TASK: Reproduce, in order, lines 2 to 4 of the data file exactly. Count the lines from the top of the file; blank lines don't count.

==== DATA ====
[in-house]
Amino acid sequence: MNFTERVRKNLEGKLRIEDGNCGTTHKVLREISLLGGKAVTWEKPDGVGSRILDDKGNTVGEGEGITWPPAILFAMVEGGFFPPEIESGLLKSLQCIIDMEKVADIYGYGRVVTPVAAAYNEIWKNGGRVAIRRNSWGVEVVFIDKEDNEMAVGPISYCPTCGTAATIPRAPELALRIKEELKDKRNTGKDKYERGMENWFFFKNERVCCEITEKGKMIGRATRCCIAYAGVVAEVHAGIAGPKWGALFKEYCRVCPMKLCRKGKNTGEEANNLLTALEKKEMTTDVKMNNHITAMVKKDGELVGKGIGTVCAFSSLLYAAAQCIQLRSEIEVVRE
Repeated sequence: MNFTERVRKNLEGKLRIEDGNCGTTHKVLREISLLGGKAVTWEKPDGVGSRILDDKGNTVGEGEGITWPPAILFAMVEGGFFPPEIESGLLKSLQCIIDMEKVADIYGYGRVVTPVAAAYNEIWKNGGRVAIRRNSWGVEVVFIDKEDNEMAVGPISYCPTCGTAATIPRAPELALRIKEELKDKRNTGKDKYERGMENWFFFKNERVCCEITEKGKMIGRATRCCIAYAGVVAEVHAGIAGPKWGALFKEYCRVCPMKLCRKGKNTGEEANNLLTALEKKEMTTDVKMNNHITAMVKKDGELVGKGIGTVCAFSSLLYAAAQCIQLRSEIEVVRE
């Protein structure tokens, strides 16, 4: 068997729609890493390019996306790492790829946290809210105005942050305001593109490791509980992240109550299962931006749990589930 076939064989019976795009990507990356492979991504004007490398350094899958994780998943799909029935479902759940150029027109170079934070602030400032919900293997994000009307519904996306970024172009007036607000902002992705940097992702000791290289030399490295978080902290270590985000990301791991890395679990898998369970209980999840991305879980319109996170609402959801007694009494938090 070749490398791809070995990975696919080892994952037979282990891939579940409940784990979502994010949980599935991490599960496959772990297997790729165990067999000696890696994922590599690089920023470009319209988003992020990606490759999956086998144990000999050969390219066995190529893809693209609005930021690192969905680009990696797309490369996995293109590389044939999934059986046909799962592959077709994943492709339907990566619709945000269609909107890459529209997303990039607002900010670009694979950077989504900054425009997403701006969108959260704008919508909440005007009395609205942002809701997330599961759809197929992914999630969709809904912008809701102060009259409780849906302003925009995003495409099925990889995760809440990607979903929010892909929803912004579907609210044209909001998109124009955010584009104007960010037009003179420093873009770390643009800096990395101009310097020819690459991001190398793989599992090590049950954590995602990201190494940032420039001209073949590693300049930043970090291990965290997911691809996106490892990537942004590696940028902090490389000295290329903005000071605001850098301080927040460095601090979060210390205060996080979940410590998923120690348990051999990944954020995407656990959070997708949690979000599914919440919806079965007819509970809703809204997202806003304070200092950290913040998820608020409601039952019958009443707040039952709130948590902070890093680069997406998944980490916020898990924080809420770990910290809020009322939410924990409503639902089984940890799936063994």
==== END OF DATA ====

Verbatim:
Amino acid sequence: MNFTERVRKNLEGKLRIEDGNCGTTHKVLREISLLGGKAVTWEKPDGVGSRILDDKGNTVGEGEGITWPPAILFAMVEGGFFPPEIESGLLKSLQCIIDMEKVADIYGYGRVVTPVAAAYNEIWKNGGRVAIRRNSWGVEVVFIDKEDNEMAVGPISYCPTCGTAATIPRAPELALRIKEELKDKRNTGKDKYERGMENWFFFKNERVCCEITEKGKMIGRATRCCIAYAGVVAEVHAGIAGPKWGALFKEYCRVCPMKLCRKGKNTGEEANNLLTALEKKEMTTDVKMNNHITAMVKKDGELVGKGIGTVCAFSSLLYAAAQCIQLRSEIEVVRE
Repeated sequence: MNFTERVRKNLEGKLRIEDGNCGTTHKVLREISLLGGKAVTWEKPDGVGSRILDDKGNTVGEGEGITWPPAILFAMVEGGFFPPEIESGLLKSLQCIIDMEKVADIYGYGRVVTPVAAAYNEIWKNGGRVAIRRNSWGVEVVFIDKEDNEMAVGPISYCPTCGTAATIPRAPELALRIKEELKDKRNTGKDKYERGMENWFFFKNERVCCEITEKGKMIGRATRCCIAYAGVVAEVHAGIAGPKWGALFKEYCRVCPMKLCRKGKNTGEEANNLLTALEKKEMTTDVKMNNHITAMVKKDGELVGKGIGTVCAFSSLLYAAAQCIQLRSEIEVVRE
């Protein structure tokens, strides 16, 4: 068997729609890493390019996306790492790829946290809210105005942050305001593109490791509980992240109550299962931006749990589930 076939064989019976795009990507990356492979991504004007490398350094899958994780998943799909029935479902759940150029027109170079934070602030400032919900293997994000009307519904996306970024172009007036607000902002992705940097992702000791290289030399490295978080902290270590985000990301791991890395679990898998369970209980999840991305879980319109996170609402959801007694009494938090 070749490398791809070995990975696919080892994952037979282990891939579940409940784990979502994010949980599935991490599960496959772990297997790729165990067999000696890696994922590599690089920023470009319209988003992020990606490759999956086998144990000999050969390219066995190529893809693209609005930021690192969905680009990696797309490369996995293109590389044939999934059986046909799962592959077709994943492709339907990566619709945000269609909107890459529209997303990039607002900010670009694979950077989504900054425009997403701006969108959260704008919508909440005007009395609205942002809701997330599961759809197929992914999630969709809904912008809701102060009259409780849906302003925009995003495409099925990889995760809440990607979903929010892909929803912004579907609210044209909001998109124009955010584009104007960010037009003179420093873009770390643009800096990395101009310097020819690459991001190398793989599992090590049950954590995602990201190494940032420039001209073949590693300049930043970090291990965290997911691809996106490892990537942004590696940028902090490389000295290329903005000071605001850098301080927040460095601090979060210390205060996080979940410590998923120690348990051999990944954020995407656990959070997708949690979000599914919440919806079965007819509970809703809204997202806003304070200092950290913040998820608020409601039952019958009443707040039952709130948590902070890093680069997406998944980490916020898990924080809420770990910290809020009322939410924990409503639902089984940890799936063994």